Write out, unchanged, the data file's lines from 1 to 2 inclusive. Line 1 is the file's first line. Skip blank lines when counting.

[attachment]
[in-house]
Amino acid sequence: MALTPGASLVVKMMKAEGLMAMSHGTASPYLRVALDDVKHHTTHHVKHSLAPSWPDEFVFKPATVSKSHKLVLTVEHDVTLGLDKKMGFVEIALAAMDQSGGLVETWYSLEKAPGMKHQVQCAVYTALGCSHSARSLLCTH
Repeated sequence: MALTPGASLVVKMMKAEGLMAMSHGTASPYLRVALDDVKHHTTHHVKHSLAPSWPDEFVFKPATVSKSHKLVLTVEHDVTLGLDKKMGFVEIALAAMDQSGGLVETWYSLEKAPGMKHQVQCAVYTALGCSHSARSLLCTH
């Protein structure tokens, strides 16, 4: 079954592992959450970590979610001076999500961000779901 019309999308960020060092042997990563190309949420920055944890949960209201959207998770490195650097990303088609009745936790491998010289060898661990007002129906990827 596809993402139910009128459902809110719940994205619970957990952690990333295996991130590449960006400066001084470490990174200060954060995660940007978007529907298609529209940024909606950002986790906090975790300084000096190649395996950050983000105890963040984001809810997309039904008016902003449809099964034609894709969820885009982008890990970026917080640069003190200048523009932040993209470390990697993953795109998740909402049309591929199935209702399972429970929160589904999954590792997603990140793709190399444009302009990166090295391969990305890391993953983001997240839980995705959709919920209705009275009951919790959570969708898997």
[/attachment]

[in-house]
Amino acid sequence: MALTPGASLVVKMMKAEGLMAMSHGTASPYLRVALDDVKHHTTHHVKHSLAPSWPDEFVFKPATVSKSHKLVLTVEHDVTLGLDKKMGFVEIALAAMDQSGGLVETWYSLEKAPGMKHQVQCAVYTALGCSHSARSLLCTH